Migraine :: Migraine gone with device on forehead

Technology has at last found a way to help migraine patients get relief from excruciating headaches. An electric device implanted into the patient’s forehead is seen to control the pain to a large extent.

Doctors in the United States say they have already used the treatment successfully on one woman, who was suffering from constant headaches, reports BBC.

Theresa Lamesh from Illinois suffered damage to her supraorbital nerve – the nerve that controls sensation in and around the eye – after undergoing surgery on her eye. The damage made her blind in one eye and suffer excruciating pain everyday.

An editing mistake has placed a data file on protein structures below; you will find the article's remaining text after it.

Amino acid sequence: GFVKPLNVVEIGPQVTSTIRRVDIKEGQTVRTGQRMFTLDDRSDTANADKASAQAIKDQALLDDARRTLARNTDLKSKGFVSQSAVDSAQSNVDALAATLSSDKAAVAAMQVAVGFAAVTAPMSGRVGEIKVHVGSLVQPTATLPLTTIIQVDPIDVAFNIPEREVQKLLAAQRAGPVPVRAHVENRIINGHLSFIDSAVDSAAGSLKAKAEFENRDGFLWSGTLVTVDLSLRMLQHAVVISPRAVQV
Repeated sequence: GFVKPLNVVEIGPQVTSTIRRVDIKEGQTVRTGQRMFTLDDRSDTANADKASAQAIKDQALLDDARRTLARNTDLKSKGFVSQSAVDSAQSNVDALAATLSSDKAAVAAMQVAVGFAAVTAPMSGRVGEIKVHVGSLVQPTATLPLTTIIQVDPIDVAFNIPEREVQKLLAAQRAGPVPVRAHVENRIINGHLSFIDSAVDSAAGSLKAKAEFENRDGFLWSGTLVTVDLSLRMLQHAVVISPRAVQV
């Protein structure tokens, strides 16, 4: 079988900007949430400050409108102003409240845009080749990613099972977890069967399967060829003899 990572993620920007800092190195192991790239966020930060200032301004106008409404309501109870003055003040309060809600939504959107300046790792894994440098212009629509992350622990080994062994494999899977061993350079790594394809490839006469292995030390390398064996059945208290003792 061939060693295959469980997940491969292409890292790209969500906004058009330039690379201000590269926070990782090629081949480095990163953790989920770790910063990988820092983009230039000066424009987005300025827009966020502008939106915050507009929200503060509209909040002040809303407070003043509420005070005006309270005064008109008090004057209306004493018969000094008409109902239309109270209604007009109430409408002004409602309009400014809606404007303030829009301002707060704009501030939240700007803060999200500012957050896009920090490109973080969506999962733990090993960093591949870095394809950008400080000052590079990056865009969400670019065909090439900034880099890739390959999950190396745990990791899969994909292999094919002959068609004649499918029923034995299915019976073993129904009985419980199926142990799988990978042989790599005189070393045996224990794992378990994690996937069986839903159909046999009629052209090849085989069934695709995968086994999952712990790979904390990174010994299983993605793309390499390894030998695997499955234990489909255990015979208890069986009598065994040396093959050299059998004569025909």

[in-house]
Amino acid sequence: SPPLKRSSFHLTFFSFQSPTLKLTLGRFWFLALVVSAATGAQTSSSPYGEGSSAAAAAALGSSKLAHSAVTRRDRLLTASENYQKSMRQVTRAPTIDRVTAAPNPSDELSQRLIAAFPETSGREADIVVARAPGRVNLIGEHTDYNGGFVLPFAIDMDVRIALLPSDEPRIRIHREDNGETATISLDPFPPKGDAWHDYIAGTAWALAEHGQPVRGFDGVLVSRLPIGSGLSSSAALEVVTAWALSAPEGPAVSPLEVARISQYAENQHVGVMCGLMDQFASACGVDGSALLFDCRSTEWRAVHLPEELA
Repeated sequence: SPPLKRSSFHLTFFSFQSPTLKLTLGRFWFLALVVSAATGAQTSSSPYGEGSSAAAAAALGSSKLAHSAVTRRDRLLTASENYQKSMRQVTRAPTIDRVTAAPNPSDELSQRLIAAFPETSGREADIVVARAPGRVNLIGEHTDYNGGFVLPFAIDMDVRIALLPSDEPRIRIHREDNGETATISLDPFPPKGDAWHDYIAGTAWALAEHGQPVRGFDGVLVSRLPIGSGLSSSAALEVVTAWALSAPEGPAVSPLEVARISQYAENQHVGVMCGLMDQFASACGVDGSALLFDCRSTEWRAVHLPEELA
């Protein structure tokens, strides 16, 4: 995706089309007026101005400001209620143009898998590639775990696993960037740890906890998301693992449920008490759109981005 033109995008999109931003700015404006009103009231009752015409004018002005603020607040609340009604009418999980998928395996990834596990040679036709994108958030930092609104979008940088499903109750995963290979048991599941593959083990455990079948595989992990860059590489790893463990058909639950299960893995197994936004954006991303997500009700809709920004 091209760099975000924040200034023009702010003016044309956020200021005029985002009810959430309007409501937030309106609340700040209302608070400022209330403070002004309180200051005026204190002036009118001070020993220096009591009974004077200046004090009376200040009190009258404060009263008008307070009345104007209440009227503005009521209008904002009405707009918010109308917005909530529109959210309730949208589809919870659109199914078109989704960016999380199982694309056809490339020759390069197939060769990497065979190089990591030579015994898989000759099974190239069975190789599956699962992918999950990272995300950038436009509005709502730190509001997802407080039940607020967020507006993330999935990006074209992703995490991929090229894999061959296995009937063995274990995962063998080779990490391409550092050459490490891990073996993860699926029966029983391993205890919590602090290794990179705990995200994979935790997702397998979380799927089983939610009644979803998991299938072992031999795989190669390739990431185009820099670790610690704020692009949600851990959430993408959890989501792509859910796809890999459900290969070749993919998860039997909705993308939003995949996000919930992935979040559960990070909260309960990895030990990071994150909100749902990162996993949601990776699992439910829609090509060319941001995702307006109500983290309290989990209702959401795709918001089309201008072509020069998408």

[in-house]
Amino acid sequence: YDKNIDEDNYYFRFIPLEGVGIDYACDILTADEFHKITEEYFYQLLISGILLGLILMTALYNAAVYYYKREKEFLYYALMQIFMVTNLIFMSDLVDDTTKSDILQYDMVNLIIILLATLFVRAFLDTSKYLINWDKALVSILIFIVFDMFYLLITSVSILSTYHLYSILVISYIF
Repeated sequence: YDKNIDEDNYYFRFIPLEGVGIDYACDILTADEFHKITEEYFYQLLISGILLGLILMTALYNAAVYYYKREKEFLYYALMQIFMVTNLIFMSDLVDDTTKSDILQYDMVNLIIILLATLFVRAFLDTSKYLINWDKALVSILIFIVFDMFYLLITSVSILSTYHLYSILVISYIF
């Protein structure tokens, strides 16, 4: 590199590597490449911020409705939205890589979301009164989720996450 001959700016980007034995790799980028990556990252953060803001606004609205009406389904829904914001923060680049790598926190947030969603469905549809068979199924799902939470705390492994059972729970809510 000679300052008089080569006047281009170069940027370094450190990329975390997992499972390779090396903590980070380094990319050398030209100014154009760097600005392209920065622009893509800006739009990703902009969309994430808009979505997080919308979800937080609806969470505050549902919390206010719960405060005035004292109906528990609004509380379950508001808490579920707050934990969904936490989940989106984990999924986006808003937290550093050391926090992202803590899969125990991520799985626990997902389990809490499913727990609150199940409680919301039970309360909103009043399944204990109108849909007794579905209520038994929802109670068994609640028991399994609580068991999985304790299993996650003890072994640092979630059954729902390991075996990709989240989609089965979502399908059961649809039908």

Doctors at the Rush-Presbyterian-St Luke’s Medical Centre in Chicago decided to see if electronic nerve stimulation could help her.

This technique has worked on patients with pain in other parts of the body, such as the back. It involves connecting the nerve responsible for causing pain to an electric device, usually a battery. The device sends an electronic signal to the nerve interrupting its own signal and preventing it from causing pain.

Interestingly, this can be controlled by the patient who can turn it on or off by using a special remote control.


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